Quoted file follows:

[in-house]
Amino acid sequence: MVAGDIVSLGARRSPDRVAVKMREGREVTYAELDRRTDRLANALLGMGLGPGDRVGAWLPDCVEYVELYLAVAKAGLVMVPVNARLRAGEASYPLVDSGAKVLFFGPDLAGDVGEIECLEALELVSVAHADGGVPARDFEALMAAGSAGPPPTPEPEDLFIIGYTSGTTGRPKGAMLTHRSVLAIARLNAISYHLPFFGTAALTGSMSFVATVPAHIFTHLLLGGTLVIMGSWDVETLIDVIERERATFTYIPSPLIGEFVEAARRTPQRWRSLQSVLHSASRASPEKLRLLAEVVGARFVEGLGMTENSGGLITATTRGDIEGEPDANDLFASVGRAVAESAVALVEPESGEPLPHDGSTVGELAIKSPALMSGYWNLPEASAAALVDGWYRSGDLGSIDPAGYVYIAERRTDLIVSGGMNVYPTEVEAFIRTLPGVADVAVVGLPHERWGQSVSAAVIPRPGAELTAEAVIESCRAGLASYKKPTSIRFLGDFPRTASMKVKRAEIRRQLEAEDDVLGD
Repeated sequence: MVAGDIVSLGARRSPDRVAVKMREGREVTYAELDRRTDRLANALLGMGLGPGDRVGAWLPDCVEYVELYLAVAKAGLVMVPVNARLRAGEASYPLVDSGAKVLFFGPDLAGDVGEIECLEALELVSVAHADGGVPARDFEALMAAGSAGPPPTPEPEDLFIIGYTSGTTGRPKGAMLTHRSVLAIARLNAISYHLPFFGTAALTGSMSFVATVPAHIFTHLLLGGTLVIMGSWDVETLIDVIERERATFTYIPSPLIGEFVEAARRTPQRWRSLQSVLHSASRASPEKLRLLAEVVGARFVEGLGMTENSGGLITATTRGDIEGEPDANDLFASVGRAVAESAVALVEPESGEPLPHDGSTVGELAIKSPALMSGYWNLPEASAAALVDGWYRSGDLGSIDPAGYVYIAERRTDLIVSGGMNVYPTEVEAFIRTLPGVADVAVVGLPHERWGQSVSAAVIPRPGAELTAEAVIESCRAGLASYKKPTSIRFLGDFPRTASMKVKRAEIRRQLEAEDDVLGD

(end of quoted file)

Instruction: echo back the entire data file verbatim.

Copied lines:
[in-house]
Amino acid sequence: MVAGDIVSLGARRSPDRVAVKMREGREVTYAELDRRTDRLANALLGMGLGPGDRVGAWLPDCVEYVELYLAVAKAGLVMVPVNARLRAGEASYPLVDSGAKVLFFGPDLAGDVGEIECLEALELVSVAHADGGVPARDFEALMAAGSAGPPPTPEPEDLFIIGYTSGTTGRPKGAMLTHRSVLAIARLNAISYHLPFFGTAALTGSMSFVATVPAHIFTHLLLGGTLVIMGSWDVETLIDVIERERATFTYIPSPLIGEFVEAARRTPQRWRSLQSVLHSASRASPEKLRLLAEVVGARFVEGLGMTENSGGLITATTRGDIEGEPDANDLFASVGRAVAESAVALVEPESGEPLPHDGSTVGELAIKSPALMSGYWNLPEASAAALVDGWYRSGDLGSIDPAGYVYIAERRTDLIVSGGMNVYPTEVEAFIRTLPGVADVAVVGLPHERWGQSVSAAVIPRPGAELTAEAVIESCRAGLASYKKPTSIRFLGDFPRTASMKVKRAEIRRQLEAEDDVLGD
Repeated sequence: MVAGDIVSLGARRSPDRVAVKMREGREVTYAELDRRTDRLANALLGMGLGPGDRVGAWLPDCVEYVELYLAVAKAGLVMVPVNARLRAGEASYPLVDSGAKVLFFGPDLAGDVGEIECLEALELVSVAHADGGVPARDFEALMAAGSAGPPPTPEPEDLFIIGYTSGTTGRPKGAMLTHRSVLAIARLNAISYHLPFFGTAALTGSMSFVATVPAHIFTHLLLGGTLVIMGSWDVETLIDVIERERATFTYIPSPLIGEFVEAARRTPQRWRSLQSVLHSASRASPEKLRLLAEVVGARFVEGLGMTENSGGLITATTRGDIEGEPDANDLFASVGRAVAESAVALVEPESGEPLPHDGSTVGELAIKSPALMSGYWNLPEASAAALVDGWYRSGDLGSIDPAGYVYIAERRTDLIVSGGMNVYPTEVEAFIRTLPGVADVAVVGLPHERWGQSVSAAVIPRPGAELTAEAVIESCRAGLASYKKPTSIRFLGDFPRTASMKVKRAEIRRQLEAEDDVLGD